2. Hi! Just catching up a bit. This post is so interesting to me because I don’t know if its more relevant to working with the Girl Scouts or talking to my stepson.
    Sometimes I can’t believe some if the mean-ness that I overhear when the girls are off in the corner gossiping and I wonder was I ever that negative about people when I was 12 and 13. It’s tough to relate to the parents too because I don’t have an almost teenage girl in the house. I feel we don’t have enough parents that get that involved with how their girls are developing in that way. I want to help the girls be the best people they can be but that’s only for a few hours a month.
    On the stepparent side, lately I feel like all I say to Matt is criticism and I feel like he doesn’t take what I say seriously. I’m glad both his parents are still strongly in his life but I also think it makes me not so relevant. Don’t know if I’m just a joke to this 16 year old boy and he just shrugs off the things I say. I hate that sometimes I have to call his dad to get him to do what he’s supposed to. So frustrating! His dad and I have been trying to figure out how to stop him from feeling entitled to things and I have tons of input but most of the time his dad doesn’t put things to practice. Then I have his mom telling me that she’d like me to be more pushy in helping with schoolwork… Aaah! Is it horrible that I can’t wait until he graduates from high school?

    • Becky, I think outside influences from people who aren’t in the thick of raising these girls are SO important for their well-being. You are a fresh, positive perspective for them. Sometimes, even when I try very hard not to, all I see when I watch Mary interact with her friends is the way she’s slouching, or that she forgot to wear her gloves again, or that she used the word “tooken” instead of “taken”. You (as in people who aren’t so caught up in raising them) see a funny, bright, sociable kid who comes up with great ideas. Those few hours a week or a month that awesome people like you spend with these girls make a BIG difference.

      (I’m gonna have to make I blog post out of this response, I can already tell… lol)

      I would never wish this situation on Mary. I hate watching her go through the hurt that comes with not seeing her real mom. But I’ll never deny that Mary’s mom being so absent makes my job immeasurably easier. I have always, always facilitated Mary’s mom having a relationship with her – more so than literally anyone else involved. But I know that I would not be so relevant in Mary’s life if it were any other way. She’s even said that.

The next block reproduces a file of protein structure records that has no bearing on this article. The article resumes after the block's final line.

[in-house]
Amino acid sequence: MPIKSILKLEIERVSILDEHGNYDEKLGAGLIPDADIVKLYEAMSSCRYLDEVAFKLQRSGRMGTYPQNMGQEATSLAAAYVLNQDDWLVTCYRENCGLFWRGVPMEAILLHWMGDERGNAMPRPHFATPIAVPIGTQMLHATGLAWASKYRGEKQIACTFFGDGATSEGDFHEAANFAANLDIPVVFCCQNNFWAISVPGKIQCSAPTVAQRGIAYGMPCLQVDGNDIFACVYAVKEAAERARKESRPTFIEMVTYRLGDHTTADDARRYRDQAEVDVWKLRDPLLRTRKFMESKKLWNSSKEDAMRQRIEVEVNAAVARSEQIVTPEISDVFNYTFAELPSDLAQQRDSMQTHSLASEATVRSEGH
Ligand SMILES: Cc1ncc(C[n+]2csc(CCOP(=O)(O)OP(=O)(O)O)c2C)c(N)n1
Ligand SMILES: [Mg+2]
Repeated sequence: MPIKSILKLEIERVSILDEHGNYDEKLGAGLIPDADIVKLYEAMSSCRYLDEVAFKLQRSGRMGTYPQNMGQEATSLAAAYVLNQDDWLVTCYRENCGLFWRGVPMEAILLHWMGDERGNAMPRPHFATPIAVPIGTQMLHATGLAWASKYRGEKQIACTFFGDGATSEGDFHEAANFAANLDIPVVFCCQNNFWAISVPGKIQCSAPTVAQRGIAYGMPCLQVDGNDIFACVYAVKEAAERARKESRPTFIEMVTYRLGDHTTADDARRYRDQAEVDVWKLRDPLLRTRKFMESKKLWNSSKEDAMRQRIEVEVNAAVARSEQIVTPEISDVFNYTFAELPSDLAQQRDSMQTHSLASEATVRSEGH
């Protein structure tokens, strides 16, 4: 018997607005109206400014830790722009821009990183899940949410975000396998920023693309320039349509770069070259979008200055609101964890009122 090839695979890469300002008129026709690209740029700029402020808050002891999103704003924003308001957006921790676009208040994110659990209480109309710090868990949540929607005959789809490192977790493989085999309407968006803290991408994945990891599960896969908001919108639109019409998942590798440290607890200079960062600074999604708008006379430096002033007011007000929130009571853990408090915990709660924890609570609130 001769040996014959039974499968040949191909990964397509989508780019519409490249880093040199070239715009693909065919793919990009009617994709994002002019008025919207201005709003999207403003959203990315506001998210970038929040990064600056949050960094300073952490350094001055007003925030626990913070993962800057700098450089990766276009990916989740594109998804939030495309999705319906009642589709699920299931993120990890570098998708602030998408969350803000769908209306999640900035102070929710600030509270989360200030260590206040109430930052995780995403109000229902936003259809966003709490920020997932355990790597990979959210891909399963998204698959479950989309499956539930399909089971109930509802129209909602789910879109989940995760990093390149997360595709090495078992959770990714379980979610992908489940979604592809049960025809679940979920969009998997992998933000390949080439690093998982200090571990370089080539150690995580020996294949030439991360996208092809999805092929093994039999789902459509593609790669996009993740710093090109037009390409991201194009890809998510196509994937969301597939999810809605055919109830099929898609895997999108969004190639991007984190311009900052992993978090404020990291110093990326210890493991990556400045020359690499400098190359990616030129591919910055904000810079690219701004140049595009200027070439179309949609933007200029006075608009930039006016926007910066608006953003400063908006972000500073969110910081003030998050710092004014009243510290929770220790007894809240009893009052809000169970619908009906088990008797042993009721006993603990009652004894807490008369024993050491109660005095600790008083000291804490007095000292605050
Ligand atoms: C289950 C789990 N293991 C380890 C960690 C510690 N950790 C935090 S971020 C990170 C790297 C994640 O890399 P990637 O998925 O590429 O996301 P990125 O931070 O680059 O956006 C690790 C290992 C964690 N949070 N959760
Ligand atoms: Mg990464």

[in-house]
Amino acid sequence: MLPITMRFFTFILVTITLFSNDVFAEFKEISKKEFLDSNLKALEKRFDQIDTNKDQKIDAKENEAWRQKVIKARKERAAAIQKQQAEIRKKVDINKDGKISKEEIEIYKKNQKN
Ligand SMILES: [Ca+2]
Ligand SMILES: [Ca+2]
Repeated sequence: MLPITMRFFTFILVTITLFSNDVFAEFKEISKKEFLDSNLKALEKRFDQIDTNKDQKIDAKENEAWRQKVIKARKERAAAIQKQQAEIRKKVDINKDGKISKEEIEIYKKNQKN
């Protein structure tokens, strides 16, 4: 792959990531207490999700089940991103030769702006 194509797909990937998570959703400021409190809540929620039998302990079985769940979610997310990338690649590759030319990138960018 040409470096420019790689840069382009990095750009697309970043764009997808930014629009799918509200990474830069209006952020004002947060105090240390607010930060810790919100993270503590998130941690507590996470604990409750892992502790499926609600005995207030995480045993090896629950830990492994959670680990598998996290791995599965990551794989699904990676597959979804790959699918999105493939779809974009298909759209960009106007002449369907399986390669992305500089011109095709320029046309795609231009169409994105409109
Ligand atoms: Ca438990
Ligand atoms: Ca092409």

I went into this very submissively. I came in and made it clear that I was not here to replace anyone and that I’d follow everyone else’s lead with how we want this to work. So transitioning from admittedly not being the one in charge to absolutely being the one in charge (even more than her dad because I’m the stay-at-home parent) was very tricky. But I can see now that Mary needed that. There’s no question to me.

      And if I hadn’t been forced into that position of authority with her, I never would have assumed it. And she would have suffered for it.

      Kids want to respect their parents. After everything I’ve watched Mary go through — the ups and the downs — I see that she always did so much better when I refused to back down. (Better meaning happier – not necessarily more obedient, lol. Although being happier generally lead to being ultimately more obedient.) I think kids are a lot like puppies in that way. I don’t think they wake up saying “I want to take advantage of my parents today!” but if there’s any gaps in your consistency with them, they’ll naturally milk it for all it’s worth without even realizing it’s what they’re doing.